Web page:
Me: Tell me, before we move on to the showhouse, what is your favorite thing to do in the area when you have free time, which you probably don't have that much of. I always ask that question, because people's answers are always totally different.
Sean: Yeah, I don't have a lot of free time. My favorite thing to do is stay at home and not doing anything. But I know that's probably not good for your readers.
Me: No, I actually love it.
Sean: I also love going for a drive, in fact, after we hang up I'm going to go to a little farm store called Lucky Dog Farm Store in Hamden. It's all organic and local and they have a little cafe. So that kind of thing, just going out and supporting the local area businesses for lunch or dinner, and I like going to other antiques stores too when I get a chance.
Me: Onto the project! How did you come to the Kingston Design Connection?
Sean: It was through Kate Cummings who has the space next to me in the house; she recommended me to Maryline Damour. We knew each other through Instagram and she thought I'd be someone who'd be interested. And I thought, "Sure, sounds like fun. Cool."
Me: I know that you all collaborated a little bit while you were putting the house together, so what has either been really surprising or just super fun for you as it has come together?
Sean: I think my collaboration with Kelly from Hops Petunia; she did all the florals, and she did the amazing window treatments in my room. That was the nicest surprise because Kelly was so busy, we were all so busy putting it together and it was also like crazy time of the year with Columbus Day weekend which is a huge weekend for my business. So, I had talked to Kelly and I knew she had the right idea, but I wasn't there when she installed it. When I showed up and it was all done, I was like, "This is way better than I could've imagined", and it fits so perfectly.
Me: I understand the concept is a dressing room?
Sean: It's a modern take on a 19th century gentleman traveler slash explorer's one room pied a terre. It could be a one room cabin or a one room apartment they have in New Orleans, and that's why a table, and a comfy chair, and a day bed, but not a real bed. There's one wall that's covered in my photographs blown up as a wall treatment. So it's sort of personal but not directly personal. He's a collector. That's also how Kelly got the inspiration - what if this person collected all these dried flowers and palm fronds and created these window treatments. He's an explorer, but obviously a gentleman of some means.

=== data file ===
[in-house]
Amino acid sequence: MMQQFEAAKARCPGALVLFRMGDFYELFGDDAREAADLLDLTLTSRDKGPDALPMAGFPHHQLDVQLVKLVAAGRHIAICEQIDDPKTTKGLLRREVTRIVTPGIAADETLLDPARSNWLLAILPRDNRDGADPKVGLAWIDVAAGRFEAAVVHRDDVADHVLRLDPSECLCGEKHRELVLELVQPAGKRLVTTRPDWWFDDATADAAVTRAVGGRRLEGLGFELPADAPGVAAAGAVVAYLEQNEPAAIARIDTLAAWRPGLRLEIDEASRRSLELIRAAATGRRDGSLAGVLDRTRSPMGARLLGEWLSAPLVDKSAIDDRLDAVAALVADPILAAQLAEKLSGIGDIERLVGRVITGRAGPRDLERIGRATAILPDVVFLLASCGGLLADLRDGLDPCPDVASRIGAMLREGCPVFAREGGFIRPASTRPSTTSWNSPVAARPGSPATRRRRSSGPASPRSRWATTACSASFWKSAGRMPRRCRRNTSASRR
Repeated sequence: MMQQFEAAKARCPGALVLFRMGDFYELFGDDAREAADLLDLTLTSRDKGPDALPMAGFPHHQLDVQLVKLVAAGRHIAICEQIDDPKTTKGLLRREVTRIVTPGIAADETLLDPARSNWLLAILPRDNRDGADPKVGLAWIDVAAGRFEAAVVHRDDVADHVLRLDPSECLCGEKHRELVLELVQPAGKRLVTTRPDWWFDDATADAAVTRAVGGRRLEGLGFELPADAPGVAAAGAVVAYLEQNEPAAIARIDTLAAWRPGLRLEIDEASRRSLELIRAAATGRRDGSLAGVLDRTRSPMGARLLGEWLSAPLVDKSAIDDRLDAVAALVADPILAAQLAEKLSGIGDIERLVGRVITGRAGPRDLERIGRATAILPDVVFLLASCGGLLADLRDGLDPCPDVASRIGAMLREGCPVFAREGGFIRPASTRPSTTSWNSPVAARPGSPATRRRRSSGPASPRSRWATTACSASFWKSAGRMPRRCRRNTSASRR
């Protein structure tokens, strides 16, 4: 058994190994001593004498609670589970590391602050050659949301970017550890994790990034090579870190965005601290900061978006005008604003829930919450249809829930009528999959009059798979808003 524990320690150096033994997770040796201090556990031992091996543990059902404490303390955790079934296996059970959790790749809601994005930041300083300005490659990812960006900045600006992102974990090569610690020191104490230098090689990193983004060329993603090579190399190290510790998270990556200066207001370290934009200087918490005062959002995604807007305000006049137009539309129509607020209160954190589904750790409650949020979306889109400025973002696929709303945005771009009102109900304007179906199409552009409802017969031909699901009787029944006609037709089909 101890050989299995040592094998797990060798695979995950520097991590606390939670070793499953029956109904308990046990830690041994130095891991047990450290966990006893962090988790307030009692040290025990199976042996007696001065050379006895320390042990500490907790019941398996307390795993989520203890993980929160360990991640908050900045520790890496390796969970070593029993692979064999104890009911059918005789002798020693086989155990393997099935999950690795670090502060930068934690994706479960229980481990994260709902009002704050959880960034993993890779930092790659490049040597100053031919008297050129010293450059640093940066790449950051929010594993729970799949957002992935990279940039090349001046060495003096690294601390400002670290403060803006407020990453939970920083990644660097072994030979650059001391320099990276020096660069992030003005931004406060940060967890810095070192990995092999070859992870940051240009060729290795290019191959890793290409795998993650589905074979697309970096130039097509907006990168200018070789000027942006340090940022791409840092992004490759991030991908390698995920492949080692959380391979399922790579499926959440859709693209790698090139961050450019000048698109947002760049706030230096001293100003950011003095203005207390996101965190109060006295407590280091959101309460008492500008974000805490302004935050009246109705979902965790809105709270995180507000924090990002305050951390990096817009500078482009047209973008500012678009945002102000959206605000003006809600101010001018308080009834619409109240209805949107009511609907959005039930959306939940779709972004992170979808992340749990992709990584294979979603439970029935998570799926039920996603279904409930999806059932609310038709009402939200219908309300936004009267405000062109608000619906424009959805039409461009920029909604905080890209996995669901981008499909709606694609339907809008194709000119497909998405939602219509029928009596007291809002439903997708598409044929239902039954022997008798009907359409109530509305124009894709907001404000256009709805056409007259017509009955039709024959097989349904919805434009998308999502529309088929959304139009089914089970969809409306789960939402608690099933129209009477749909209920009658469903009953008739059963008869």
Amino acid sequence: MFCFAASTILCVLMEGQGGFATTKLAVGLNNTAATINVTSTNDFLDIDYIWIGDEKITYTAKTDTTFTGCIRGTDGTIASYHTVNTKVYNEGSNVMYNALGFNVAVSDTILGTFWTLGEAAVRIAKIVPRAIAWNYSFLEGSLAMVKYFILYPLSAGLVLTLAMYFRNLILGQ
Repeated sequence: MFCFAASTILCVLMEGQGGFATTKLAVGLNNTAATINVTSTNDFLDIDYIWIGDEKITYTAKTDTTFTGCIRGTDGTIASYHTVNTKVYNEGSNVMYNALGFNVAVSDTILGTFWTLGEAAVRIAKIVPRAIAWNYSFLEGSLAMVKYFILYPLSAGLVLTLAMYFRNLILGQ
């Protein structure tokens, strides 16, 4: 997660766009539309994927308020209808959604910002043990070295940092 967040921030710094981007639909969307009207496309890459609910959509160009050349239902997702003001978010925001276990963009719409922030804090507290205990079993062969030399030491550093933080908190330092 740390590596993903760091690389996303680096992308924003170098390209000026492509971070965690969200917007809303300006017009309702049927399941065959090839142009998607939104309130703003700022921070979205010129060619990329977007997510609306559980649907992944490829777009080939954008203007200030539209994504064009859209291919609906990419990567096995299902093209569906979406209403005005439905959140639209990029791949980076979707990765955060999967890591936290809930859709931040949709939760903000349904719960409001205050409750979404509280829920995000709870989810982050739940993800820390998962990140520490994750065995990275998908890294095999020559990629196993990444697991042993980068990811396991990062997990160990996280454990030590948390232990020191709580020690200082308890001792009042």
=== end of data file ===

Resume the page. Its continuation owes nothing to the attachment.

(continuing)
Me: Cool! I love that there's a whole imagined person who lives there, and that you've created his history in order to make the room come to life. I love that you've gotten that specific about it - it's not just a style, it's a particular person.
Sean: Thanks! And because it's the front room of the house, with big old arched windows - it feels like a Southern plantation room. People have said as soon as they walk in that they feel transported, so it really worked. One of the things that's nice is that most of the other people designers are more mid-century, or a mix of mid-century and modern with a dark pallet. Kate has that great dark hallway with the crazy wallpaper, and then her room which is also a dark rich color, and then my room is connected to hers and it really is like walking into a portal to another world, we've totally contrasted one another, and it worked really well.
Me: Here's a question I've asked the other participants in the showhouse; what is your hope for the outcome of this project?
Sean: I've already had a number of people come through my shop who have gone to the showhouse then come to the shop. Some have found me through social media posts by the other designers involved. So, I guess, just more outreach. Lots of people from the region may not have made the trek to Andes yet, so the showhouse is providing them a little outpost; it's a mini-Kabinett and Kammer.
Me: So here's my last official question...if you could move to any other town in the Hudson Valley, which would it be and why?
Sean: Oh My, I love Andes. I don't know. That's a hard question. Athens. Yeah, I think Athens is really wonderful, and I'd love a house on the river in Athens - that would be pretty amazing.
Sean's shop Kabinett and Kammer is located at 7 Main Street in Andes. Hours are Saturdays and Sundays 11-5 and Holiday Mondays 11-4:30. More information on The Kingston Design Showhouse including hours and admission can be found here.